To calculate the regular salary or wages of a fixed rate employee the employer must use the actual salary before tax in the last salary period ending on or before 19 March 2020. Regular salary or wages does not include benefits in kind, anything in lieu of a cash payment (i.e. salary sacrifice) or anything else which is not regular. Nor does it include discretionary payments. The Treasury Direction confirms that the following are non-discretionary payments and so should be included in regular salary or wages:
- overtime, fees, commissions or piece rates
- payments made in recognition of the employee undertaking additional or exceptional responsibilities
- payments made in recognition of the circumstances in which the employee undertakes the employee’s duties or time when they are undertaken (e.g. shift premia).
The Treasury Direction also makes clear that performance related payments can be included in regular salary and wages where these are set out in a legally enforceable agreement which prescribes how the payment is calculated.
Impact on employees
The way in which pay is calculated can give rise to pay differentials between groups of employees. For example, a furloughed employee may receive more money for the hours they work under flexible furlough than an employee who was put on reduced hours at the beginning of lockdown.
Employers should therefore negotiate with unions and workplace representatives where the union is not recognised, to address these pay differentials and ensure they do not discriminate against workers with a protected characteristic. Employers cannot get around this difficulty by simply unilaterally reducing the pay of those previously furloughed, as that would be a breach of the TD and a breach of contract.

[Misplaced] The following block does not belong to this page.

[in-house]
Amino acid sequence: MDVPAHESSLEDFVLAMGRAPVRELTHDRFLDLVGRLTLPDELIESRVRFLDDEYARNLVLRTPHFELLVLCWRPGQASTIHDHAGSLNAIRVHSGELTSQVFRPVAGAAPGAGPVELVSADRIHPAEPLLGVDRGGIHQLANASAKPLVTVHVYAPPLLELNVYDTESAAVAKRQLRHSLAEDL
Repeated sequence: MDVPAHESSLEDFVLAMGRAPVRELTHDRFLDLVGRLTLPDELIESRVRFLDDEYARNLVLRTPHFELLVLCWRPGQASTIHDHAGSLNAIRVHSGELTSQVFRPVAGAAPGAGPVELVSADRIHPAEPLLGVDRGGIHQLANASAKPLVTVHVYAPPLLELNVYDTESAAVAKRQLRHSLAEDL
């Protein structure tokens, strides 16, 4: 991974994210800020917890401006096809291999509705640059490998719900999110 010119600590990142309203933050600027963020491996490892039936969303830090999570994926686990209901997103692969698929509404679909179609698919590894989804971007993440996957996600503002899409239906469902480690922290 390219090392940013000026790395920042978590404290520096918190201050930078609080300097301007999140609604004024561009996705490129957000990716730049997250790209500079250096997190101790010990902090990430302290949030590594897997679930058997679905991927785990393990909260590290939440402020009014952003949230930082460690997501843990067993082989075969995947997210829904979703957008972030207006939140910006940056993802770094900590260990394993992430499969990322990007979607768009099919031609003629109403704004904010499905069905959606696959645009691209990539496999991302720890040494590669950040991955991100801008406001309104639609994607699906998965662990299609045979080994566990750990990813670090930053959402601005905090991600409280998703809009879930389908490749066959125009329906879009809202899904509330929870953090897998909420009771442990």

To read the Treasury Direction in full go to https://assets.publishing.service.gov.uk/government/uploads/system/uploads/attachment_data/file/895778/Further_Treasury_Direction_made_on_25_June_2020_under_Sections_71_and_76_of_the_Coronavirus_Act_2020.pdf
To read the government guidance, ‘Claim for wages through the Coronavirus Job Retention Scheme’ in full go to https://www.gov.uk/guidance/claim-for-wages-through-the-coronavirus-job-retention-scheme?utm_source=24e697a9-a8bb-4654-9809-971bf13e2423&utm_medium=email&utm_campaign=govuk-notifications&utm_content=immediate
To read the government guidance, ‘Calculate how much you can claim using the Coronavirus Job Retention Scheme’ in full go to: https://www.gov.uk/guidance/calculate-how-much-you-can-claim-using-the-coronavirus-job-retention-scheme?utm_source=eb6fb9b0-8fd2-42e9-b905-adaf3ebcdb1f&utm_medium=email&utm_campaign=govuk-notifications&utm_content=immediate
To read the government guidance, ‘Steps to take before calculating your claim using the Coronavirus Job Retention Scheme’ in full go to: https://www.gov.uk/guidance/steps-to-take-before-calculating-your-claim-using-the-coronavirus-job-retention-scheme?utm_source=8f006c27-4f6f-453f-910d-11535f9f0838&utm_medium=email&utm_campaign=govuk-notifications&utm_content=immediate
To read the examples for employers, ‘Examples of how to calculate your employees' wages, National Insurance contributions and pension contributions’ in full go to: https://www.gov.uk/government/publications/find-examples-to-help-you-work-out-80-of-your-employees-wages/examples-of-how-to-work-out-80-of-your-employees-wages-national-insurance-contributions-and-pension-contributions
Articles shared by Thompsons relating to coronavirus (COVID-19) are correct at the time of publication. You should check the government's guidelines for the latest information and advice at https://www.gov.uk/coronavirus.